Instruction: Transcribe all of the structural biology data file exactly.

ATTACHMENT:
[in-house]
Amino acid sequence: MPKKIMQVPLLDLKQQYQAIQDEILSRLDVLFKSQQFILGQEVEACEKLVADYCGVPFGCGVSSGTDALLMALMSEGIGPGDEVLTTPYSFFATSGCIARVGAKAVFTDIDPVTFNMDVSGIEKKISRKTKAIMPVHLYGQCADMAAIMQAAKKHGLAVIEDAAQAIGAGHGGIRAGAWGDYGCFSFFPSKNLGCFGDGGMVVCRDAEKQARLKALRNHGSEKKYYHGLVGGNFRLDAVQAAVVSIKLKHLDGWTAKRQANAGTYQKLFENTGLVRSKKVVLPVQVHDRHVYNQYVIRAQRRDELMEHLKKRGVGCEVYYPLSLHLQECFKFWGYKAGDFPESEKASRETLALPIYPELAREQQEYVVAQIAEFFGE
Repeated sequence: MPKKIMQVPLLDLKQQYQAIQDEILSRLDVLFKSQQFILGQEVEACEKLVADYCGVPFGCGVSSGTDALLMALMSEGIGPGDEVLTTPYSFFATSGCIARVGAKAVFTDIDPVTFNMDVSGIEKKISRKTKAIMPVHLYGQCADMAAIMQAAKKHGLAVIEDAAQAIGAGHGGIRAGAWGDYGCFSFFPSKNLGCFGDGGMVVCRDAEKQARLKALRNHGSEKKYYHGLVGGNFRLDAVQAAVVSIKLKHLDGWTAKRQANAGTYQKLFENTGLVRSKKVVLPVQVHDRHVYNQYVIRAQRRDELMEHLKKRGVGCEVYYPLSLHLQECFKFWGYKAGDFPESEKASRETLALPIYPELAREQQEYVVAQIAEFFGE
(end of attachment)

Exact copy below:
[in-house]
Amino acid sequence: MPKKIMQVPLLDLKQQYQAIQDEILSRLDVLFKSQQFILGQEVEACEKLVADYCGVPFGCGVSSGTDALLMALMSEGIGPGDEVLTTPYSFFATSGCIARVGAKAVFTDIDPVTFNMDVSGIEKKISRKTKAIMPVHLYGQCADMAAIMQAAKKHGLAVIEDAAQAIGAGHGGIRAGAWGDYGCFSFFPSKNLGCFGDGGMVVCRDAEKQARLKALRNHGSEKKYYHGLVGGNFRLDAVQAAVVSIKLKHLDGWTAKRQANAGTYQKLFENTGLVRSKKVVLPVQVHDRHVYNQYVIRAQRRDELMEHLKKRGVGCEVYYPLSLHLQECFKFWGYKAGDFPESEKASRETLALPIYPELAREQQEYVVAQIAEFFGE
Repeated sequence: MPKKIMQVPLLDLKQQYQAIQDEILSRLDVLFKSQQFILGQEVEACEKLVADYCGVPFGCGVSSGTDALLMALMSEGIGPGDEVLTTPYSFFATSGCIARVGAKAVFTDIDPVTFNMDVSGIEKKISRKTKAIMPVHLYGQCADMAAIMQAAKKHGLAVIEDAAQAIGAGHGGIRAGAWGDYGCFSFFPSKNLGCFGDGGMVVCRDAEKQARLKALRNHGSEKKYYHGLVGGNFRLDAVQAAVVSIKLKHLDGWTAKRQANAGTYQKLFENTGLVRSKKVVLPVQVHDRHVYNQYVIRAQRRDELMEHLKKRGVGCEVYYPLSLHLQECFKFWGYKAGDFPESEKASRETLALPIYPELAREQQEYVVAQIAEFFGE